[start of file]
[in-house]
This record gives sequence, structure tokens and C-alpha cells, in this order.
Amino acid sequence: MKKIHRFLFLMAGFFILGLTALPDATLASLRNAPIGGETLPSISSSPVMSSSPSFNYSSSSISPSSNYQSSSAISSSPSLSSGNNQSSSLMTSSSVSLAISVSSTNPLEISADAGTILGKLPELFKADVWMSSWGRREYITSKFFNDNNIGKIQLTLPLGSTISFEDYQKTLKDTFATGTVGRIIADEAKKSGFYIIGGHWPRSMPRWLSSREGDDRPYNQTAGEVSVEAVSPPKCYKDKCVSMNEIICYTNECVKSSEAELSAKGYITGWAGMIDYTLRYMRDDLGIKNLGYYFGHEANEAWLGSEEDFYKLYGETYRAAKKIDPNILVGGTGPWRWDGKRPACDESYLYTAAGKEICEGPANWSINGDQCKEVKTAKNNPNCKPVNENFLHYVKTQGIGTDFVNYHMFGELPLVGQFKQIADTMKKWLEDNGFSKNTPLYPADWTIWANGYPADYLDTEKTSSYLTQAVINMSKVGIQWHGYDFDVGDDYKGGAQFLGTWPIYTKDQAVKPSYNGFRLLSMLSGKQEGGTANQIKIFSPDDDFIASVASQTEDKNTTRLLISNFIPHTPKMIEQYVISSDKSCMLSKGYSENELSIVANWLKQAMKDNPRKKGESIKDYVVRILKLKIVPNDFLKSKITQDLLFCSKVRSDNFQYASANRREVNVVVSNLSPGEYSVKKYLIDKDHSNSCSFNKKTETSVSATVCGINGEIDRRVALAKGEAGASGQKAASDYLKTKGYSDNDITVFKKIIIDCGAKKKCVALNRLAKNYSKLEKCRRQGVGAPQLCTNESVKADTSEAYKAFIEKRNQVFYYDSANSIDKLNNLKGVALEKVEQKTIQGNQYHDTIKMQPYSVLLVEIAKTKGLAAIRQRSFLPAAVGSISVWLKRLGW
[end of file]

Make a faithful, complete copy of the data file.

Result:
[in-house]
This record gives sequence, structure tokens and C-alpha cells, in this order.
Amino acid sequence: MKKIHRFLFLMAGFFILGLTALPDATLASLRNAPIGGETLPSISSSPVMSSSPSFNYSSSSISPSSNYQSSSAISSSPSLSSGNNQSSSLMTSSSVSLAISVSSTNPLEISADAGTILGKLPELFKADVWMSSWGRREYITSKFFNDNNIGKIQLTLPLGSTISFEDYQKTLKDTFATGTVGRIIADEAKKSGFYIIGGHWPRSMPRWLSSREGDDRPYNQTAGEVSVEAVSPPKCYKDKCVSMNEIICYTNECVKSSEAELSAKGYITGWAGMIDYTLRYMRDDLGIKNLGYYFGHEANEAWLGSEEDFYKLYGETYRAAKKIDPNILVGGTGPWRWDGKRPACDESYLYTAAGKEICEGPANWSINGDQCKEVKTAKNNPNCKPVNENFLHYVKTQGIGTDFVNYHMFGELPLVGQFKQIADTMKKWLEDNGFSKNTPLYPADWTIWANGYPADYLDTEKTSSYLTQAVINMSKVGIQWHGYDFDVGDDYKGGAQFLGTWPIYTKDQAVKPSYNGFRLLSMLSGKQEGGTANQIKIFSPDDDFIASVASQTEDKNTTRLLISNFIPHTPKMIEQYVISSDKSCMLSKGYSENELSIVANWLKQAMKDNPRKKGESIKDYVVRILKLKIVPNDFLKSKITQDLLFCSKVRSDNFQYASANRREVNVVVSNLSPGEYSVKKYLIDKDHSNSCSFNKKTETSVSATVCGINGEIDRRVALAKGEAGASGQKAASDYLKTKGYSDNDITVFKKIIIDCGAKKKCVALNRLAKNYSKLEKCRRQGVGAPQLCTNESVKADTSEAYKAFIEKRNQVFYYDSANSIDKLNNLKGVALEKVEQKTIQGNQYHDTIKMQPYSVLLVEIAKTKGLAAIRQRSFLPAAVGSISVWLKRLGW